They publish revealing interviews “like 3D portraits” of Cajal or Picasso

Madrid, Apr 22 (EFE) .- When an extraordinary journalist like the Argentine Juan José Soiza Reilly interviewed Santiago Ramón y Cajal or Pablo Picasso, dialogues were established that protected the voice of these personalities through “true portraits in three dimensions “which are now being published for the first time in Spain.

The book “Custom portraits. Interviews with personalities of Spanish culture (1901-1957)”, edited by the Banco Santander Foundation and presented this Thursday, brings together more than seventy interviews with 57 representatives of Spanish thought and culture that were carried out by various journalists and published in the Argentine press during the first half of the 20th century.

“They are true three-dimensional portraits that meticulously reveal virtues and defects, lights and shadows and present us with their most human face,” explained the author of the anthology, Beatriz Ledesma, during the presentation.

Through its half a thousand pages, not only literary, artistic and scientific characters such as Benavente, Sorolla or Gómez de la Serna parade, but also celebrities such as actresses Margarita Xirgú and María Guerrero or bullfighter Luis Mazzantini.

They are “moving portraits that have the particularity of having passed through the interviewer’s screen” and through a magnifying glass “not always flattering,” Ledesma explained.

The book reveals that Azorín was a defender of women praising Rosalía de Castro, Pardo Bazán, Concepción Arenal or Concha Espina: “Spain cannot be understood without the sensitivity of its women,” he would say.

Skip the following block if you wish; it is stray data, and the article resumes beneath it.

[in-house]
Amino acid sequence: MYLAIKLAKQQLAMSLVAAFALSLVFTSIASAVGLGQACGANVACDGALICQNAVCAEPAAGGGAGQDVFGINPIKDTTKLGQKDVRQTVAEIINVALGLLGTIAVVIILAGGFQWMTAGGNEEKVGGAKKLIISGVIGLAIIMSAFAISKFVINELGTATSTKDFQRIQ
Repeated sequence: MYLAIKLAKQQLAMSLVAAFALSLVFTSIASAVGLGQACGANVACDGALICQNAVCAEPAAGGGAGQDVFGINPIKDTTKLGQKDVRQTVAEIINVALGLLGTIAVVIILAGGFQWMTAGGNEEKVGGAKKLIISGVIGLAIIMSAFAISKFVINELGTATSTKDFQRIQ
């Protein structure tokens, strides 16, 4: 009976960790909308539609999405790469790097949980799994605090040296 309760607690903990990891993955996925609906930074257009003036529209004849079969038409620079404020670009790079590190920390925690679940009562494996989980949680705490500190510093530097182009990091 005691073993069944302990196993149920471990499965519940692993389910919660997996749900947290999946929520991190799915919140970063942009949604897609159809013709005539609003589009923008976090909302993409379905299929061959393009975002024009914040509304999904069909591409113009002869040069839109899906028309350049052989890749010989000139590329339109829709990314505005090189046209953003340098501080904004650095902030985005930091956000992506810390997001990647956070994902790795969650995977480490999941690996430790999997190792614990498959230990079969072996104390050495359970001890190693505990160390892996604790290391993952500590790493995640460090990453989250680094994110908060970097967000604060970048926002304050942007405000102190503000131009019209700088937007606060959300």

Or that Baroja confessed that Valle “was a trolero” and that he would not meet Unamuno again because the only time they drank coffee he took the opportunity to read him an entire book.

“For me, passion must be the axis of the spirit. To be passionate is to have the right to live in life. The rest is to digest life without dreaming it,” Miguel de Unamuno, in his French exile, told Soiza Reilly, who published the interview in the publication “Caras y Caretas” in April 1929.

The publications of this Argentine journalist and writer are the most abundant in the compilation. “Interviewing is safeguarding a voice, building a voice but with fidelity. There are interviews with Soiza Reilly in which there are almost no texts of the interviewee, and yet we hear that voice”, explained by the deputy director of Culture of La Nación, Pablo Gianera.

The journalist of humble origins, a celebrity in the 30s, says for example that “Marañón is a wise man. But he conceals it with determination. To hide the harshness of his technicality, he has the grace of an artist.”

But there are also other firms, such as those of Vicente Sánchez Ocaña or José María Salaverría, who made the interview “quality journalism in its purest form,” in the words of former ABC director Bieito Rubido. “The book is a treasure that overcomes the passage of time. Extraordinary journalism to learn from masters of the trade and literature,” said the writer and journalist Juan Cruz.

The Santander Foundation has also published for the first time a series of podcasts, free downloadable on its website and other platforms, in which some of the dialogues and interviews collected are recreated.


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